Summer Report Cards: Evgeni Nabokov

Throughout the next month plus, we’ll be reviewing the season that was and over-analyzing the various players that contributed to it. That’s what the offseason is for, after all. This post is part of a series. Read them all here.

nabbyEvgeni Nabokov — G — #20

2.50 and .910 in 41 games

Most often seen: between the pipes, also giving funny interviews with Stan

Contract status: UFA this summer, $2.75M salary in 2012-13 ($2.75M cap hit)

Obligatory YouTube video of: those refs being very questionable

Kevin Schultz, Islanders Point Blank:

Thoughts on 2012-13:
 For better or worse, the Islanders rode Evgeni Nabokov for 41 of 48 regular season games plus another six playoff games in 2013. At the beginning of the year, the question was ‘how much can he play in the shortened season?’  The 48-game season was expected to be tough on skaters and goalies alike, given the condensed schedule. That was the same question that was asked of Nabokov three years ago in San Jose, during a season when he played 71 of 82 and another 15 in the post-season.

Clearly, in hindsight, the workload didn’t seem to be the issue.

Nabokov is a workhorse in goal and has been one throughout his career. He has 635 regular season starts through 12 seasons, good for just about 53 starts per year. Plus another 86 career playoff appearances for good measure.

The problem with Nabokov, and it was one this year, is that he is not an elite goaltender in terms of skill. He’s especially good at handling a large workload and is fairly consistent, but in terms of his ability to stop pucks his save percentage leaves something to be desired. He posted .914 and .910 the past two years with the Islanders, right in line with his career mark of .912 which is neither bad nor astounding. If you’re keeping score at home, those numbers are right in line with the NHL average over the past few seasons. In fact, he’s only posted a mark better than .914 once since the 2004 lockout.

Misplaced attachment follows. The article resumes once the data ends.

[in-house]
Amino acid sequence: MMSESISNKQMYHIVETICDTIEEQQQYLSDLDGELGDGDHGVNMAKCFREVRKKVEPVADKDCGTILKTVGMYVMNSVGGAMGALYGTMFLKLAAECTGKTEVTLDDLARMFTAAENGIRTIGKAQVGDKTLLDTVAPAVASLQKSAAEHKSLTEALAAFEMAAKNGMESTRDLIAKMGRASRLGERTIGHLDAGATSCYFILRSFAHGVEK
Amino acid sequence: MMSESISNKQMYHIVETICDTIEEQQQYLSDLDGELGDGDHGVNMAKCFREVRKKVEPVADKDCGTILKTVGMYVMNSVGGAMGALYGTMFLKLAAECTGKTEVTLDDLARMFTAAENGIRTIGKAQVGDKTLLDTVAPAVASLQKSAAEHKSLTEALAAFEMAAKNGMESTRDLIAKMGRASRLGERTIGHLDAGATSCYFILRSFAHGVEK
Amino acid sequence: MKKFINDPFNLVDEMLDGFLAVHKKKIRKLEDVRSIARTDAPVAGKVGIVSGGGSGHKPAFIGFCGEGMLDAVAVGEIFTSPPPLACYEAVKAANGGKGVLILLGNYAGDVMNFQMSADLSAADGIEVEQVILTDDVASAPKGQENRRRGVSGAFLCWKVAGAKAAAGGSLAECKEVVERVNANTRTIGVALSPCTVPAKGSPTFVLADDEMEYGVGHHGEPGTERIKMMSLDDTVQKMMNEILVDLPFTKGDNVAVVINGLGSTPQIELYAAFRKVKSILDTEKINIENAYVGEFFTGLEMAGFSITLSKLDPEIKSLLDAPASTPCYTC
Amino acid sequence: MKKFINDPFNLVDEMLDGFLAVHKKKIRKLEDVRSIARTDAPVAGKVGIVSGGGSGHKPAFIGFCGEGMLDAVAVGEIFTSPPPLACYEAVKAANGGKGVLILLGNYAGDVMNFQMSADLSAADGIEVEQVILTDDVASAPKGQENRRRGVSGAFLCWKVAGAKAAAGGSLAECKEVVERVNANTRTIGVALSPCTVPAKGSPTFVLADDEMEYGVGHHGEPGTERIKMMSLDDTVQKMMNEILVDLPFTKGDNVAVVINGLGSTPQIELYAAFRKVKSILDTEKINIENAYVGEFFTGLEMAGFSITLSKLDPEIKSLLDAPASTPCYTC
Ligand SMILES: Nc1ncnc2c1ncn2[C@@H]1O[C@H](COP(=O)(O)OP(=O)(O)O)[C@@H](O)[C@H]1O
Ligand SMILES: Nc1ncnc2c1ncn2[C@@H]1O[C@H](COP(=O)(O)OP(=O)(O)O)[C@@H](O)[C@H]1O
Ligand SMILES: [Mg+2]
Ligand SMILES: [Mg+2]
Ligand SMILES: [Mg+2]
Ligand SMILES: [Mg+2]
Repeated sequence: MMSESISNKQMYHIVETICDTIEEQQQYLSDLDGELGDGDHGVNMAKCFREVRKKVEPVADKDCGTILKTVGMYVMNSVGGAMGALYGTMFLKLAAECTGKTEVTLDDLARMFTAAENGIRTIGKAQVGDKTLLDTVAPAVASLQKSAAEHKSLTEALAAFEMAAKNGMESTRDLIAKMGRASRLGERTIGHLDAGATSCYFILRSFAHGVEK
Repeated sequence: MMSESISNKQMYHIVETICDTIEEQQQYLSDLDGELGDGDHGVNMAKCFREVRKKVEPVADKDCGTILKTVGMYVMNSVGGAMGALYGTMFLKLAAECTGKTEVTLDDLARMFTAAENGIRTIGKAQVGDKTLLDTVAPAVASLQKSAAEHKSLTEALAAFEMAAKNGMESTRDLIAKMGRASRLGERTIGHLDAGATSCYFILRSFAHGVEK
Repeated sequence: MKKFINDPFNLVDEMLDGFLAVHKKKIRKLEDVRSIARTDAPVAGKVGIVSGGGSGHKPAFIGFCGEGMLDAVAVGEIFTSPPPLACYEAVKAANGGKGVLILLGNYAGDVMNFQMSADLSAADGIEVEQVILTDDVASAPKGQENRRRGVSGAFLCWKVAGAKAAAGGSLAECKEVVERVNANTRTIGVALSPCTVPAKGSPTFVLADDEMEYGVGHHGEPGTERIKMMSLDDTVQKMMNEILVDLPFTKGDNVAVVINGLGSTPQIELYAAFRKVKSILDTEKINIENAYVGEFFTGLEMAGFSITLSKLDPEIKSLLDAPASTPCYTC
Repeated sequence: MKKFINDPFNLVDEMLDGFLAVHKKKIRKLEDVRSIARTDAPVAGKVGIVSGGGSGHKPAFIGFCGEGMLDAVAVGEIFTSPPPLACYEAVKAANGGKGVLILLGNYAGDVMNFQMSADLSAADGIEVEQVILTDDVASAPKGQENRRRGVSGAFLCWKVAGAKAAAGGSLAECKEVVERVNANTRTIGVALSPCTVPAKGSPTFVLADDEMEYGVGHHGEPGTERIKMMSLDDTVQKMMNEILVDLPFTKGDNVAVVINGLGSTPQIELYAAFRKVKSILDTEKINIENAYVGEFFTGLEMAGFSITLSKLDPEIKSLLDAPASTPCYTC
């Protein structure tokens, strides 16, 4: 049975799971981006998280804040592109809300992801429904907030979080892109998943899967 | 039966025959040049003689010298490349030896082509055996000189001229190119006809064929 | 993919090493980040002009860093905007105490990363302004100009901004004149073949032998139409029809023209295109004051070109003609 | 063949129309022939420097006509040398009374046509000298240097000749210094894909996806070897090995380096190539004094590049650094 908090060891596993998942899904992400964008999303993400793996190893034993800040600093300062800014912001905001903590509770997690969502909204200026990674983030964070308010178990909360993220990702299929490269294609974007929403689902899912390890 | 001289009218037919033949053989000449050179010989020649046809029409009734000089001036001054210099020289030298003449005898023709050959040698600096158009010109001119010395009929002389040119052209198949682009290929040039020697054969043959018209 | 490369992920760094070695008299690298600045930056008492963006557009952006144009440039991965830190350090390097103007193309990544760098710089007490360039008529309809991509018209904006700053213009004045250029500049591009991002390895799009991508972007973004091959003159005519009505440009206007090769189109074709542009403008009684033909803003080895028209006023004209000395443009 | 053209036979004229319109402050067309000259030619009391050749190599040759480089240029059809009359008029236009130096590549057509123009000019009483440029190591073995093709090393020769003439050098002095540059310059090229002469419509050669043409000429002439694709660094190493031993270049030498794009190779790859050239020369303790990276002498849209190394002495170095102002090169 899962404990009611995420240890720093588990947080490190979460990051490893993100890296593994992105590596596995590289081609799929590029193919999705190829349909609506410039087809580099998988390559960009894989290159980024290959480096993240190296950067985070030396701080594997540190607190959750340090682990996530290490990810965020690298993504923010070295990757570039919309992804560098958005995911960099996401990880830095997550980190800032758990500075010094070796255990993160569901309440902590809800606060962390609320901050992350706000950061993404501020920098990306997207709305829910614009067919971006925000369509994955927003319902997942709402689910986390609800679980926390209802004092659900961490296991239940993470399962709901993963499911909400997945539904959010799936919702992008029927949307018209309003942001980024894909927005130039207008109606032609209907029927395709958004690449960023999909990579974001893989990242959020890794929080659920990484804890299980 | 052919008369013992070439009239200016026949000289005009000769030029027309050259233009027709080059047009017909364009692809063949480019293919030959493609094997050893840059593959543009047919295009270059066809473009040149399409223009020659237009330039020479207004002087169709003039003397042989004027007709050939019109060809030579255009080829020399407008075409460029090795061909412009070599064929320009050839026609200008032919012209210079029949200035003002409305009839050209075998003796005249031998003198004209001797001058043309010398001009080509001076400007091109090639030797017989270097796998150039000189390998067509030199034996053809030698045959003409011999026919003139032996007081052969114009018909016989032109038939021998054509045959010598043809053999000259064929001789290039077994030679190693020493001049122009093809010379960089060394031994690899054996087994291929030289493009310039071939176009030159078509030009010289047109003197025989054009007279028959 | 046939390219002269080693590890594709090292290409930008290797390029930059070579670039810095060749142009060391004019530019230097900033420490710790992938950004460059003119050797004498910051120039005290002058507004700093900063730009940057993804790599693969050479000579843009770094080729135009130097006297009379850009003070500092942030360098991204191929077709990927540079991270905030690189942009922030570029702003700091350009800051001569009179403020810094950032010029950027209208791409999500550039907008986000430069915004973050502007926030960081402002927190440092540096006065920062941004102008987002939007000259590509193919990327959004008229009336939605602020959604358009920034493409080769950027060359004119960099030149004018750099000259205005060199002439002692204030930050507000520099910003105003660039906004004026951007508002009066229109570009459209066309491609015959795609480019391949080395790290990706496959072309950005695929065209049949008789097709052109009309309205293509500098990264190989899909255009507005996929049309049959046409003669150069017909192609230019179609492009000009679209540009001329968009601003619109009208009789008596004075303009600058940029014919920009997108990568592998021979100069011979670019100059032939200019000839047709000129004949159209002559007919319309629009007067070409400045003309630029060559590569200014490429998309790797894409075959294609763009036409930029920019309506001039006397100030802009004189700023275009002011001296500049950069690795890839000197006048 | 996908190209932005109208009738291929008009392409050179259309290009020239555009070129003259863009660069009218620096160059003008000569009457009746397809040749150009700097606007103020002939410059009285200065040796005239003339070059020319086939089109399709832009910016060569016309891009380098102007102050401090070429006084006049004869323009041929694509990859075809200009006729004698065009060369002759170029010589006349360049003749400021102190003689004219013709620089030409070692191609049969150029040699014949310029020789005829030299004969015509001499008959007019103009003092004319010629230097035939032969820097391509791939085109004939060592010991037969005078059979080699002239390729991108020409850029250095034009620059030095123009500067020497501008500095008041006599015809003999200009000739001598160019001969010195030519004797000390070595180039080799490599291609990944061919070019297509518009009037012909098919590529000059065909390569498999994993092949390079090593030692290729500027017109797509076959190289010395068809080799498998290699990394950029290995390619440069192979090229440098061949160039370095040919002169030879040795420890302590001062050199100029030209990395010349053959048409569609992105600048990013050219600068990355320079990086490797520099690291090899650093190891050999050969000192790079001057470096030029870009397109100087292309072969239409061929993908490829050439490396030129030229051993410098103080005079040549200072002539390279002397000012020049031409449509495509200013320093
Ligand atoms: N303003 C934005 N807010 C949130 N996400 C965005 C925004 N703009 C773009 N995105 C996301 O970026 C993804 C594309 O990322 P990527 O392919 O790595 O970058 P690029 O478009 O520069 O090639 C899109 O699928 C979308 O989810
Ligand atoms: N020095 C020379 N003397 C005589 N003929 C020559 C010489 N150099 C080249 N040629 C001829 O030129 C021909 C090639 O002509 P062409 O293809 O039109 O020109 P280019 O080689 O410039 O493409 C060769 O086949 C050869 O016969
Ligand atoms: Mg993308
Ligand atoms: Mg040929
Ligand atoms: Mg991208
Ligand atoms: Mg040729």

All that isn’t to say Nabokov hasn’t been helpful to the Islanders. He has, of course. He’s been a steady presence in net — something that has been missing throughout the rebuild — and has allowed the team to free itself from Rick DiPietro (at least from the NHL roster, anyway).

The problem is that Nabokov was an Achilles heel at times this season and at other times he was the solid netminder that the Islanders needed him to be. He was bad in January and February and there’s really no way around it; he had a sub-.900 save percentage during 11 games in February, while the team went 4-9-1 during the month. When he finally turned things around in April, with a stellar .928, the team went 8-4-1 with every loss coming by only a goal. Correlation doesn’t necessarily mean causation, but as Nabokov went, so did the team.

It’s hard to put all the blame on Nabokov for the horrendous playoff series he had — 24 goals allowed in 6 games and a sub-DiPietro .842 save percentage — the Penguins do have arguably the most talented forward corps in the NHL.  But a team gets a huge boost in the playoffs based on how its goaltender plays (see: Tukka Rask, Henrik Lundqvist) and Nabokov did the Islanders no favors.

Free agency is approaching fast and Nabokov will be unrestricted on July 5, free to sign with any team. It’s hard to tell which way the Islanders will go; whether they bring in an outsider or come back with some combination of Nabokov, Poulin and Nilsson. At this point, it’s clear that Nabokov is not the solution, rather a solution until a better one comes along.

Grade: C+

Add your thoughts and post-season grades in the comments. 

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